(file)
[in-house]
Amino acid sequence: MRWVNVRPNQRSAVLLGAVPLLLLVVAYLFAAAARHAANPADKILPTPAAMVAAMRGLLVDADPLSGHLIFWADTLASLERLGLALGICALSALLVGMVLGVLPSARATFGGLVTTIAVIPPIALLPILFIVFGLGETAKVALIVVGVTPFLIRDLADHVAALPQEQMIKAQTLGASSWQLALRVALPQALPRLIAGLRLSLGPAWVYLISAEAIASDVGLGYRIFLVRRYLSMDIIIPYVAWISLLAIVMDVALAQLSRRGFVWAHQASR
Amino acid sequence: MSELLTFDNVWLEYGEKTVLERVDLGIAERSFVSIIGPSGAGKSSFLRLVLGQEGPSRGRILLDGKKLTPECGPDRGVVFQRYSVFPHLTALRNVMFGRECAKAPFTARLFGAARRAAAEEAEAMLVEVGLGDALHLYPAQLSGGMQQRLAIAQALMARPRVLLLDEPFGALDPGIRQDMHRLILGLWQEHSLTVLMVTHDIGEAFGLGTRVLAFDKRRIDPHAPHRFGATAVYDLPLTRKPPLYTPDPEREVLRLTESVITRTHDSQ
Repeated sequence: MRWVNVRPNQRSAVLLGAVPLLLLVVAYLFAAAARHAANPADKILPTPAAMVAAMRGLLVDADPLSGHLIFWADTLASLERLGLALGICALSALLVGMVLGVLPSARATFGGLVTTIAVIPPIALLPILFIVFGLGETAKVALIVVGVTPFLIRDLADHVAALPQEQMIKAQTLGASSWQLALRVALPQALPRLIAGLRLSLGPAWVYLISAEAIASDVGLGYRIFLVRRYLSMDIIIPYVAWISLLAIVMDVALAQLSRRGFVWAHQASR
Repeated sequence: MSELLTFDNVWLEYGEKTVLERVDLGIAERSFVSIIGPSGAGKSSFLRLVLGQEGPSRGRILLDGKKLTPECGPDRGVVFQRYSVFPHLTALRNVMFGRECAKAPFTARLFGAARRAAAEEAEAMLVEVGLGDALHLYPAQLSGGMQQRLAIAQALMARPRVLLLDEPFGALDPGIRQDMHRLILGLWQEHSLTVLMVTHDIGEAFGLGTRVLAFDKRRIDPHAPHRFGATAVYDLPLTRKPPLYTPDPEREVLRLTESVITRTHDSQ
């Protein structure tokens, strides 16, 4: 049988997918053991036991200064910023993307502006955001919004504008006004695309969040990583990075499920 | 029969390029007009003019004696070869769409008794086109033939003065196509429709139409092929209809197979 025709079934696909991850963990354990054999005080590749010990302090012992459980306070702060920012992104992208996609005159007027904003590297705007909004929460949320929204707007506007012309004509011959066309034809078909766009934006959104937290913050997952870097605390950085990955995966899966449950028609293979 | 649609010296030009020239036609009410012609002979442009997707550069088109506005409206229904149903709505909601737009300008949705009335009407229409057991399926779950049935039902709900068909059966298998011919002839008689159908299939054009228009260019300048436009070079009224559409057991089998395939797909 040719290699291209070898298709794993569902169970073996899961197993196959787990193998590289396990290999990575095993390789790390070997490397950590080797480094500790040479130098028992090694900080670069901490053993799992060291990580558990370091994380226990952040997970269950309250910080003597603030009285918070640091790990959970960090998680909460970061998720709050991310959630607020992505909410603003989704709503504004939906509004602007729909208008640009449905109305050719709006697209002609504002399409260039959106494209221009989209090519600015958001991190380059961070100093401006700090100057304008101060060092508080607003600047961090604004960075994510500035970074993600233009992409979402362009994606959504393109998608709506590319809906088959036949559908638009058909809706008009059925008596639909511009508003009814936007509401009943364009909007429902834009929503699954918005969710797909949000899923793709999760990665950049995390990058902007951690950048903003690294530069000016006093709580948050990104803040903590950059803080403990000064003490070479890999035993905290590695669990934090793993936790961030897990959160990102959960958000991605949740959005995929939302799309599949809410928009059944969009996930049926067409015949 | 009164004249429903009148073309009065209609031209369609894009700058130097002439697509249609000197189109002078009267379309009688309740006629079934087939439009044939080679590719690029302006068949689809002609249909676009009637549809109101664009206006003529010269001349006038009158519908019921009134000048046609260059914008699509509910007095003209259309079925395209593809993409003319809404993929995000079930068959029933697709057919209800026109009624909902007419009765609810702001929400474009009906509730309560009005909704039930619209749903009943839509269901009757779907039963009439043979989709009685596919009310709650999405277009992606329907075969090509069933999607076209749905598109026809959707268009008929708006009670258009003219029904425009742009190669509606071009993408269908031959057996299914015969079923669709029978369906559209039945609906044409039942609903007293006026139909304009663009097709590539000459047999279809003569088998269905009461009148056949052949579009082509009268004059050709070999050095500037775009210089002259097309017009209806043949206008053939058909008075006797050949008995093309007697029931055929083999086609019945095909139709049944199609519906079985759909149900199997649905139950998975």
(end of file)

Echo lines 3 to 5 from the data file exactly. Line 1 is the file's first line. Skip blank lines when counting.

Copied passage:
Amino acid sequence: MSELLTFDNVWLEYGEKTVLERVDLGIAERSFVSIIGPSGAGKSSFLRLVLGQEGPSRGRILLDGKKLTPECGPDRGVVFQRYSVFPHLTALRNVMFGRECAKAPFTARLFGAARRAAAEEAEAMLVEVGLGDALHLYPAQLSGGMQQRLAIAQALMARPRVLLLDEPFGALDPGIRQDMHRLILGLWQEHSLTVLMVTHDIGEAFGLGTRVLAFDKRRIDPHAPHRFGATAVYDLPLTRKPPLYTPDPEREVLRLTESVITRTHDSQ
Repeated sequence: MRWVNVRPNQRSAVLLGAVPLLLLVVAYLFAAAARHAANPADKILPTPAAMVAAMRGLLVDADPLSGHLIFWADTLASLERLGLALGICALSALLVGMVLGVLPSARATFGGLVTTIAVIPPIALLPILFIVFGLGETAKVALIVVGVTPFLIRDLADHVAALPQEQMIKAQTLGASSWQLALRVALPQALPRLIAGLRLSLGPAWVYLISAEAIASDVGLGYRIFLVRRYLSMDIIIPYVAWISLLAIVMDVALAQLSRRGFVWAHQASR
Repeated sequence: MSELLTFDNVWLEYGEKTVLERVDLGIAERSFVSIIGPSGAGKSSFLRLVLGQEGPSRGRILLDGKKLTPECGPDRGVVFQRYSVFPHLTALRNVMFGRECAKAPFTARLFGAARRAAAEEAEAMLVEVGLGDALHLYPAQLSGGMQQRLAIAQALMARPRVLLLDEPFGALDPGIRQDMHRLILGLWQEHSLTVLMVTHDIGEAFGLGTRVLAFDKRRIDPHAPHRFGATAVYDLPLTRKPPLYTPDPEREVLRLTESVITRTHDSQ